BTCC plans to expand into South Korea by November
The first cryptocurrency exchange to have launched in China is on the move. BTCC, previously known as BTC China, is preparing to expand into South Korea, according to a report in The Investor.
The exchange anticipates offering beta services by the end of October and will then make an official launch sometime in November. The BTCC website indicates that its South Korean operations will include a trading platform, a mining pool, a wallet service and even a consumer payments platform. The company adds, “BTCC is establishing an on/offline payment system using cryptocurrency… [and is] is expanding services for real-life use.”
In Hong Kong, where BTCC is now headquartered, investors are able to trade in five cryptocurrencies against the U.S. dollar. These include Bitcoin BCH, as well as BTC, ETH, LTC, and DASH. There was no word if the same digital currencies will be supported on the South Korean exchange.
According to the new BTCC Korea CEO, Lee Jae-bum, “Cryptocurrency exchanges are facing a turning point due to a downturn in local exchanges while global exchanges are making a leap here. BTCC Korea will be able to present a new strategy and vision of crypto exchanges.”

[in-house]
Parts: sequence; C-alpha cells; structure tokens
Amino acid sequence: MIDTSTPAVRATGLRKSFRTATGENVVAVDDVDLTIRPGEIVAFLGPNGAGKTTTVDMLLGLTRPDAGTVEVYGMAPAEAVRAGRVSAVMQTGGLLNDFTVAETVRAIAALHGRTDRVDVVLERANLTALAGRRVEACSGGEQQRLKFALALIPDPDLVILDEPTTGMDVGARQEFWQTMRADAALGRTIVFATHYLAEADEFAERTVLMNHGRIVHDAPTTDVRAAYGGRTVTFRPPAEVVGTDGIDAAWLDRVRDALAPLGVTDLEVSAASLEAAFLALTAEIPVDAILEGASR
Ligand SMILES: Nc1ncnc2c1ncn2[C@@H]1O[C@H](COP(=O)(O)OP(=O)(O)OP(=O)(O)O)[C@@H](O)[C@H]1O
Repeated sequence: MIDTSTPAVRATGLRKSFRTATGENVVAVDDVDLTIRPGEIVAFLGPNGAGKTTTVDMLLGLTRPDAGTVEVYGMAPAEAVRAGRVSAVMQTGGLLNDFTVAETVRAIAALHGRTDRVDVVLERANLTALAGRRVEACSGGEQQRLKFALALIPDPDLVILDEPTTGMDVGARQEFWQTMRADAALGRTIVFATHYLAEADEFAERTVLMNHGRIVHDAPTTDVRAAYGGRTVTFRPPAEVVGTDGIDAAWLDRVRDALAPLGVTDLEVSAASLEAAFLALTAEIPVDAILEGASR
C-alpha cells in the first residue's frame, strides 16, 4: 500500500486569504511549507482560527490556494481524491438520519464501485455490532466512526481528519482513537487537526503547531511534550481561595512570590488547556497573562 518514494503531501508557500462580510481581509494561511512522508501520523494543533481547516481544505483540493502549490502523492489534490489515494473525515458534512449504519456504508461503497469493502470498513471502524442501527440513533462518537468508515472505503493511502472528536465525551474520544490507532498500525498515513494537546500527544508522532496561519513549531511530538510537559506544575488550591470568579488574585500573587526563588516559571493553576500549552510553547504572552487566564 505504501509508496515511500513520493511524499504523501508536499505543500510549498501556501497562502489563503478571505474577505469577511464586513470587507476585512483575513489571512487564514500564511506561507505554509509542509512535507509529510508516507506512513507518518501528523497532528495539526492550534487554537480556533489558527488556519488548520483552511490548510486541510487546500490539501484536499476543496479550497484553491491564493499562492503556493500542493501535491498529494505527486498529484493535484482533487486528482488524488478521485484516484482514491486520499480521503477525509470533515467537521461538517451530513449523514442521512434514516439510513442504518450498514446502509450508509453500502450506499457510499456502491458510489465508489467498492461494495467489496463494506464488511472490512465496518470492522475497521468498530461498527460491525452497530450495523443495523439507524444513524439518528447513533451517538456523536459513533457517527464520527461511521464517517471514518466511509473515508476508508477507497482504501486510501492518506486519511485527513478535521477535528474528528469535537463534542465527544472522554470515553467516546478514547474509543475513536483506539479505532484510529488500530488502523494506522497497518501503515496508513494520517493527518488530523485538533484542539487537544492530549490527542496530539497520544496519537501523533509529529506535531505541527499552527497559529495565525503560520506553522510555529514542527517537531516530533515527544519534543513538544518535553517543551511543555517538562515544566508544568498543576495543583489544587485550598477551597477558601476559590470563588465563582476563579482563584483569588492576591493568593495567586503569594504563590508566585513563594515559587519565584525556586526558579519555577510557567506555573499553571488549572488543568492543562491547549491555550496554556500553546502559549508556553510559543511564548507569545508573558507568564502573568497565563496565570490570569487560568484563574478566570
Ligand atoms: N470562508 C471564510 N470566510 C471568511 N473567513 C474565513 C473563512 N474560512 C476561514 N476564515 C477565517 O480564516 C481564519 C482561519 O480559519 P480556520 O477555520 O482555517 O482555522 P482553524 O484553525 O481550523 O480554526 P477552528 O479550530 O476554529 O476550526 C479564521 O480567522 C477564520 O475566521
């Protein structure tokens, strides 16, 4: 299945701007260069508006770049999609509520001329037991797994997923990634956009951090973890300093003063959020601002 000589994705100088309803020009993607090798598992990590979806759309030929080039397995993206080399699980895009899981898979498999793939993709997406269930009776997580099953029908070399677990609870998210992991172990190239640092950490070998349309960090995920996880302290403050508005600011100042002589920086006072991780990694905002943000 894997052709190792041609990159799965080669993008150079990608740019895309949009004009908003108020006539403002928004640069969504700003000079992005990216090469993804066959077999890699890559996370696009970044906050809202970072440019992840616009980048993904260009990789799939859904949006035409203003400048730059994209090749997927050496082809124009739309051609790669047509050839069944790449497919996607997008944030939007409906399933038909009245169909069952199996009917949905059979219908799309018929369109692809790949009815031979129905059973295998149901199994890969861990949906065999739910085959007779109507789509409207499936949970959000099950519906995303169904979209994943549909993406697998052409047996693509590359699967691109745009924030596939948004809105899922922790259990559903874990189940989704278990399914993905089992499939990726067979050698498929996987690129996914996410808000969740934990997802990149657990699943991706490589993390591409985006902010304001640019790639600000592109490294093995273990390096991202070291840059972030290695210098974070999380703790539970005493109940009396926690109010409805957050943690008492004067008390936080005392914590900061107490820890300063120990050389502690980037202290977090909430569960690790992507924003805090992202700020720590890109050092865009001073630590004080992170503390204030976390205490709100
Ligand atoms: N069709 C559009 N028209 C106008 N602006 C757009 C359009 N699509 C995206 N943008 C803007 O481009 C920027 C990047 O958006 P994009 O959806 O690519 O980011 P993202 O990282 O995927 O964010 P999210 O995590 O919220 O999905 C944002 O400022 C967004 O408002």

BTC China has been around since 2011. It was previously one of the top-ranked exchanges in the country until regulators and China’s central bank began to crack down on crypto operations. The exchange closed its doors in September of last year, but started to see new life this past January after it was purchased by a blockchain investment fund out of Hong Kong. Along with the purchase came a rebranding to BTCC, a new mining pool and the Mobi cryptocurrency wallet. Its trading platform cranked back up this past July.
The expansion into South Korea comes at a time when regulators are tightening the screws on the cryptocurrency industry. Several high-profile exchange hacks, coupled with allegations of fraud, have led authorities to take a strong position against crypto. However, lawmakers are now working to provide better oversight and are prepared to define cryptocurrency exchanges as “crypto asset exchanges and brokerages.” This will “recognize [them] as regulated financial institutions,” instead of as “communication vendors,” their former classification.
In November, South Korean regulators are also expected to deliver their decision on the initial coin offering (ICO) space. ICOs have been banned since September 2017, but that ban could be lifted next month.
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